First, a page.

Spiders are not universally reviled: there is a wealth of pro-spider folklore around the world. Navajo Indians and Aborigines worship a god called Spider Woman. According to legend, she was responsible for building the Earth and created humans from clay. In India, Hindus collect spiders before a wedding and throw them over the bride and groom like confetti. They believe this will bring happiness to the couple.
In some countries, tarantula is a delicacy, and in Cambodia and Laos, it is common to see barbecued spiders for sale. Apparently, they taste like chicken and have a high protein content.
Thankfully, our culture has more practical reasons for worshipping the spider. The US Defense Department is developing synthesised spider silk, to be used in the manufacture of bullet-proof vests that will be seven times stronger than the fibre currently used. Arachnids also save lives with their venom, by killing mosquitoes (which carry malaria, the world's biggest killer) and flies (which carry cholera). The venom also reduces heart rate in humans, which can help people suffering from heart disease.
Contrary to popular belief, spider venom can't kill the average human being. When people die, it is usually because they have an allergic reaction to the poison.
Having had the natural history lesson, we lay down on the floor for our hypnosis - something an arachnophobic would never normally do for fear of attack. The idea was to open our subconscious mind, changing the way we think, feel and behave.
After 40 minutes, the session was over and we headed to the Invertebrates House to gauge our progress.
Once inside, we were presented with house spiders and a 20-year-old red-kneed Mexican spider called Frieda. (Can you think of a better name to humanise a spider?) Yes, I held her. The disgusting, twitching body I had expected was, amazingly, adorable - delicate and feminine. She was such a lovely little soul that I went back for a second go.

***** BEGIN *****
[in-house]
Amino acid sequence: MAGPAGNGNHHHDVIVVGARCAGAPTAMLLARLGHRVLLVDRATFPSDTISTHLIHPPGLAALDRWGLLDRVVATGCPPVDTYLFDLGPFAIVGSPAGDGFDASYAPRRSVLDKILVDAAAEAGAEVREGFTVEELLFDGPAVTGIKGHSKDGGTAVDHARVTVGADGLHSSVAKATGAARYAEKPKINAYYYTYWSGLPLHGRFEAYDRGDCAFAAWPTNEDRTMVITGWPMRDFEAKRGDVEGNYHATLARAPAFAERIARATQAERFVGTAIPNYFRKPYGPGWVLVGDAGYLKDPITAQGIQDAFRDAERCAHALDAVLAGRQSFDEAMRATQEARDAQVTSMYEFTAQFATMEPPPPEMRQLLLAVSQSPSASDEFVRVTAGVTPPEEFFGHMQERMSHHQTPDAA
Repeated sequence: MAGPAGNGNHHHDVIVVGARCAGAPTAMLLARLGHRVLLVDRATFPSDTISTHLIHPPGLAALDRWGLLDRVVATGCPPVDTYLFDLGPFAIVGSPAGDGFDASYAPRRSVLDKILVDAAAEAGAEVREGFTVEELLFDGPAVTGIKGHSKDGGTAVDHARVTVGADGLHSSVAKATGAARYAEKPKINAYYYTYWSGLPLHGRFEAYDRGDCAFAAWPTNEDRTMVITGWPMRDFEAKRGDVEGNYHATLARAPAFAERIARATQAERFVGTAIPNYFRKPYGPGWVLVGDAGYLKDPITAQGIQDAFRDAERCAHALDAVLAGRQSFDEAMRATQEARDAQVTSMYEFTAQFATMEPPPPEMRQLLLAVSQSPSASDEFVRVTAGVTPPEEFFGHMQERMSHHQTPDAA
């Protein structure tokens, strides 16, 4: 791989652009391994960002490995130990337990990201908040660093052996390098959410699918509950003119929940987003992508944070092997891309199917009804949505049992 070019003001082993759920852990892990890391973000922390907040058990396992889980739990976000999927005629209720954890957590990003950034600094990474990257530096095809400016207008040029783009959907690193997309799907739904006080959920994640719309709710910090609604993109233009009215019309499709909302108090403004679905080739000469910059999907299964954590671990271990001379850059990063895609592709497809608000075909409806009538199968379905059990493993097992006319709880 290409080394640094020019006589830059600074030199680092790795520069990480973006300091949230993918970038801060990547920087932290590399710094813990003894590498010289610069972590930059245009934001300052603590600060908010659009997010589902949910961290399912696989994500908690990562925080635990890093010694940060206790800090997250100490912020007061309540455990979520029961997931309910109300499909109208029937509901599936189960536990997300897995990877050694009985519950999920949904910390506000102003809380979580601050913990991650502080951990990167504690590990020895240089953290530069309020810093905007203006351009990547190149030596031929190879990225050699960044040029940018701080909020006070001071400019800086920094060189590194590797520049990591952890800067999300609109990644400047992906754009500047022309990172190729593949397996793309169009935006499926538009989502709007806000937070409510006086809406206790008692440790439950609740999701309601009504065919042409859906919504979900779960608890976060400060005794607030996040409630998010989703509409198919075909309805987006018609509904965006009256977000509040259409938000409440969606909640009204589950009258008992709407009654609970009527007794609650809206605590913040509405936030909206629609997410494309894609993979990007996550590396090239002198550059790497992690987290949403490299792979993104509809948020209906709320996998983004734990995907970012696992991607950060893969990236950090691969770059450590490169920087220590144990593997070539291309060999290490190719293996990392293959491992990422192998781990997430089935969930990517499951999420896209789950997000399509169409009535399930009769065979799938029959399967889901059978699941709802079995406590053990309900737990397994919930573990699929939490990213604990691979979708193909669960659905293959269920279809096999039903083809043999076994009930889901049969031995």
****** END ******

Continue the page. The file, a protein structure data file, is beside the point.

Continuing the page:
By the end of a miraculous day, all but two of our number had made friends with Frieda. As the programme claims an 82 per cent success rate, this was to be expected.
There are a lot of variables, Farago admits, such as the phobic's ability to be hypnotised, plus their level of motivation and intelligence. "If we could cure all of the people all of the time, that would be great, but we can't."
So what are the alternatives if you're one of the 18 per cent who haven't been cured? The most common suggestion is Systematic Behavioural Desensitisation (also part of the Friendly Spider Programme), which exposes sufferers to spiders in stages - from looking at pictures and videos to touching the real thing. This is usually done under the supervision of a psychologist or GP.
In America, the latest answer to arachnophobia is virtual reality. Cognitive psychologist Hunter Hoffman and his scientific research team at Washington University have produced the Virtual Spider.
Patients find themselves in a virtual world, in which spiders are in close proximity. They are taught how to deal with their anxiety and eventually encouraged to touch them. Hoffman claims a 90 per cent success rate.
However, critics argue that such a phobia is caused by an underlying problem - usually psychosexual - and Hoffman and Farago fail to take this into account. "It's a great theory," says Farago. "But there's simply no evidence. In more than 2,000 cases, I've never seen it. And I never will."
If you're not fond of our eight-legged friends and unsure of which treatment to go for, call the National Phobics Society. It can offer sound advice on what's best for you.
Then perhaps you, too, will feel free to go anywhere you want - from the rainforests to that cobwebby cupboard at the bottom of the stairs.
For information about the Friendly Spider Programme at London Zoo, which costs £110, or £55 for senior citizens, call: 0171-722 3333
The Farago Clinic: 0500 002 650
The National Phobics' Society: 0161 227 9898